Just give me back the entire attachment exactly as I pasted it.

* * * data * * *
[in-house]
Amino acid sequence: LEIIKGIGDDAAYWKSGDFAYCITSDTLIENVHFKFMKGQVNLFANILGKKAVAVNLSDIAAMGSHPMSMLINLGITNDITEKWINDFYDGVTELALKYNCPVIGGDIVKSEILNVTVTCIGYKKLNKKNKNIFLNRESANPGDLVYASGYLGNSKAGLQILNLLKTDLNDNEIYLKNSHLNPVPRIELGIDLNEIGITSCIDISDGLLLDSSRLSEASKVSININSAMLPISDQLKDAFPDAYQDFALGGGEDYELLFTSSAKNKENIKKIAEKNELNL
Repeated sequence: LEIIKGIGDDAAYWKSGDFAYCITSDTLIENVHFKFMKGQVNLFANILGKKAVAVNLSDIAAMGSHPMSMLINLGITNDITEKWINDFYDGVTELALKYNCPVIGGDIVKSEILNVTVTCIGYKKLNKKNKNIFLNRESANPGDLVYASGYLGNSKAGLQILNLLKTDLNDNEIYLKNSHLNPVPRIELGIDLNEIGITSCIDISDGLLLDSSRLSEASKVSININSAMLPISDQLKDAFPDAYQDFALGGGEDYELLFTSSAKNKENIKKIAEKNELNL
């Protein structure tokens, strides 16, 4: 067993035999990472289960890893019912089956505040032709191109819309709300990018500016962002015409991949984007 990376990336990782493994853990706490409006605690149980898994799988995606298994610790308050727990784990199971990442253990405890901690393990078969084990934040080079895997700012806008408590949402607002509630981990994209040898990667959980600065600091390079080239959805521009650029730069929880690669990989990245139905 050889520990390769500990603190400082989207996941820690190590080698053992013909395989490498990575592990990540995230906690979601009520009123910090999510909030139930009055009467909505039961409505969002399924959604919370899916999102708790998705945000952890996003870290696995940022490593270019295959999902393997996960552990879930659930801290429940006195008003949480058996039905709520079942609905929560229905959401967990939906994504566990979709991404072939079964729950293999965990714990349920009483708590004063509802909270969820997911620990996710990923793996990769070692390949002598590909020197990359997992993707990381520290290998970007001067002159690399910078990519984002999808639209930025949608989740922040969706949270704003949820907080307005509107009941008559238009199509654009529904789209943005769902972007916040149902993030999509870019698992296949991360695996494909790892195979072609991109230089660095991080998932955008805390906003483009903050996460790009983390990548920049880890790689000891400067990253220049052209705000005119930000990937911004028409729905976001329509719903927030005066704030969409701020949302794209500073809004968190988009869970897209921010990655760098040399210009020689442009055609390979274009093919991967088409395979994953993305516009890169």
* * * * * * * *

[in-house]
Amino acid sequence: LEIIKGIGDDAAYWKSGDFAYCITSDTLIENVHFKFMKGQVNLFANILGKKAVAVNLSDIAAMGSHPMSMLINLGITNDITEKWINDFYDGVTELALKYNCPVIGGDIVKSEILNVTVTCIGYKKLNKKNKNIFLNRESANPGDLVYASGYLGNSKAGLQILNLLKTDLNDNEIYLKNSHLNPVPRIELGIDLNEIGITSCIDISDGLLLDSSRLSEASKVSININSAMLPISDQLKDAFPDAYQDFALGGGEDYELLFTSSAKNKENIKKIAEKNELNL
Repeated sequence: LEIIKGIGDDAAYWKSGDFAYCITSDTLIENVHFKFMKGQVNLFANILGKKAVAVNLSDIAAMGSHPMSMLINLGITNDITEKWINDFYDGVTELALKYNCPVIGGDIVKSEILNVTVTCIGYKKLNKKNKNIFLNRESANPGDLVYASGYLGNSKAGLQILNLLKTDLNDNEIYLKNSHLNPVPRIELGIDLNEIGITSCIDISDGLLLDSSRLSEASKVSININSAMLPISDQLKDAFPDAYQDFALGGGEDYELLFTSSAKNKENIKKIAEKNELNL
């Protein structure tokens, strides 16, 4: 067993035999990472289960890893019912089956505040032709191109819309709300990018500016962002015409991949984007 990376990336990782493994853990706490409006605690149980898994799988995606298994610790308050727990784990199971990442253990405890901690393990078969084990934040080079895997700012806008408590949402607002509630981990994209040898990667959980600065600091390079080239959805521009650029730069929880690669990989990245139905 050889520990390769500990603190400082989207996941820690190590080698053992013909395989490498990575592990990540995230906690979601009520009123910090999510909030139930009055009467909505039961409505969002399924959604919370899916999102708790998705945000952890996003870290696995940022490593270019295959999902393997996960552990879930659930801290429940006195008003949480058996039905709520079942609905929560229905959401967990939906994504566990979709991404072939079964729950293999965990714990349920009483708590004063509802909270969820997911620990996710990923793996990769070692390949002598590909020197990359997992993707990381520290290998970007001067002159690399910078990519984002999808639209930025949608989740922040969706949270704003949820907080307005509107009941008559238009199509654009529904789209943005769902972007916040149902993030999509870019698992296949991360695996494909790892195979072609991109230089660095991080998932955008805390906003483009903050996460790009983390990548920049880890790689000891400067990253220049052209705000005119930000990937911004028409729905976001329509719903927030005066704030969409701020949302794209500073809004968190988009869970897209921010990655760098040399210009020689442009055609390979274009093919991967088409395979994953993305516009890169």